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Give yourself the gift of learning to say 'no'

15 December 2020 Blog
Mental health
Research from the University of California shows that the more a person has difficulty saying no, the more likely they will experience, stress, burnout and even depression.

 

Those statistics are just referring to 'people pleasers', and not necessarily people already suffering from anxiety.

With the festive season upon us, demands for our time naturally increase. Expectations are high at this time of year around attending social functions, hosting events, sending Christmas cards, baking Christmas treats and going to end of year concerts or functions, to name a few. When you take into account that you might not actually want to partake in some of these activities, why is it so hard for you to say no?

“We’re taught from a very young age that saying no is rude and you’re conditioned to think you’re a bad person in the process,” explains David Young, psychologist from St John of God’s Pinelodge Clinic – a mental health facility that provides support and promotes wellbeing and recovery.

“If you think about your childhood – saying no to your parents, teachers, grandparents, aunts or uncles was not a wise or a widely accepted thing to do. You’d probably get into trouble for it. But saying yes? That was far more polite and a likeable thing to say,” David said.

"Even though we are the adults now and are mature enough to make our own choices, we still find ourselves holding onto our childhood beliefs that saying no will result in feeling disliked, bad mannered, unkind or selfish, and the person asking will likely be angry, upset or annoyed at our decision.

“It’s a social exchange that has the potential to make you feel humiliated, guilty or ashamed which may result in you ending up alone, rejected or abandoned.

“It’s unlikely to be true, but our brains make up crazy scenarios in order to protect us and in turn. we can end up being overprotective.”

Social anxiety is one of the most common mental illnesses for people to experience next to depression and substance use disorder, so many people could indeed save their sanity from simply learning the art of saying no.

David suggests that changing your perspective on saying no to a friend, family member or colleague can help.

“If you start looking at saying no as an opportunity to free up your time so you can say yes more often to the things that are really important to you, then you can change the negative dialogue in your head, making it easier and less guilt-inducing to decline a request in the future.”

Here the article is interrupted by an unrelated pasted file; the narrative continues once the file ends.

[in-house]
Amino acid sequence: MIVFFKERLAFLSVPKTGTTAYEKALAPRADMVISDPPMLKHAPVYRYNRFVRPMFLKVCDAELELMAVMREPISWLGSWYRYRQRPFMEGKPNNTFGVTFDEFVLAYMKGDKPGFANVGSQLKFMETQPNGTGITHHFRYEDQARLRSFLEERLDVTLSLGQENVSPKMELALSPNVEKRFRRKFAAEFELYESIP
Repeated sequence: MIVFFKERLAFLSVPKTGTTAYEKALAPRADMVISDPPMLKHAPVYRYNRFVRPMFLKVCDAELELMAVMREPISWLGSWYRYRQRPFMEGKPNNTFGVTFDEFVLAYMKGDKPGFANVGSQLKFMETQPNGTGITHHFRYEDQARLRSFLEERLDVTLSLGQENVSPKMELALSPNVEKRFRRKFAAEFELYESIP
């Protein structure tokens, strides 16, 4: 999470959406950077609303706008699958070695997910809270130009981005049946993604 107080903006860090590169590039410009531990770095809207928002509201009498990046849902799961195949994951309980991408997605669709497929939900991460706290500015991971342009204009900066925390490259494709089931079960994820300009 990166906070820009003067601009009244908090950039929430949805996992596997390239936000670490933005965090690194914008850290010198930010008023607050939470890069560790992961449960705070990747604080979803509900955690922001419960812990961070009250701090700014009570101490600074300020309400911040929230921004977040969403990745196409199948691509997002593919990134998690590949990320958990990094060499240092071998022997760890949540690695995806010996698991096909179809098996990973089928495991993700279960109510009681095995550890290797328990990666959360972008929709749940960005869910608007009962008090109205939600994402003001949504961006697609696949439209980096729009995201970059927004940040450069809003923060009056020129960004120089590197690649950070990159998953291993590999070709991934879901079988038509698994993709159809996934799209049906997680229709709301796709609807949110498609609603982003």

The first time you say no it will be uncomfortable, no doubt about it. Allow yourself to feel that way because it helps to flex your “'no' muscle” and soon, you’ll become used to the feeling of not knowing how the person you are saying no to will react. When nothing terrible happens, you’ll likely have the courage to do it again.

David said that it’s a good idea to practice saying no in advance.

“Choose some easy, low-risk situations to improve your ‘no’ game,” David said.

“If saying no to someone trying to sell you something on the street seems too daunting to begin with, choose something less daunting – it’s all about learning to become comfortable with it.”

Other suggestions include:

  • Being direct. Don’t say, “I don’t think I can”, or “I’m not certain”. These phrases sound limp and often your 'no' will sound like a 'yes'.
  • Don’t apologise or give all sorts of reasons.
  • Be polite. Say “I’m grateful you thought of me …”, or “That’s so nice of you to ask me but I have too much on my plate right now”.
  • Don’t lie. It will make you feel guilty – a feeling you’re already trying to avoid.
  • Don’t say, “I’ll think about it”, as it will just prolong the situation and make you feel even more stressed. However, if you would genuinely like some more time to think about your answer – sleep on it, but be sure to set a time limit in which you’ll agree to respond to their request.
  • Offer up an alternative that you can say yes to or help with. For example, “I can’t come to dinner on Friday but I’d love to catch up another time” or “I don’t have time to make something to bring to your Christmas party, is there another way I can contribute?”

The most important thing to remember is that no one else will protect your time or your needs as vigilantly as you can and you don’t want to look back at opportunities you wished you had said “yes” to because you didn’t say “no” to others you’ve already committed to. Once you learn the art of saying no, people will respect your willingness to practice self-care and prioritisation.

If, however, you find that no matter how hard you try, you just can’t say no, or that your social anxiety is so crippling that you can’t attend events you’d like to go to, it might be time to reach out for some extra support. St John of God Pinelodge Clinic has anxiety programs that are designed to help you better understand and manage your symptoms, so you can learn to enjoy life and progress to a more positive state-of-mind. For more information call 03 8793 9444 or email info.pinelodgeclinic@sjog.org.au.

At St John of God Health Care we use a variety of trusted experts and caregivers to create our blog posts.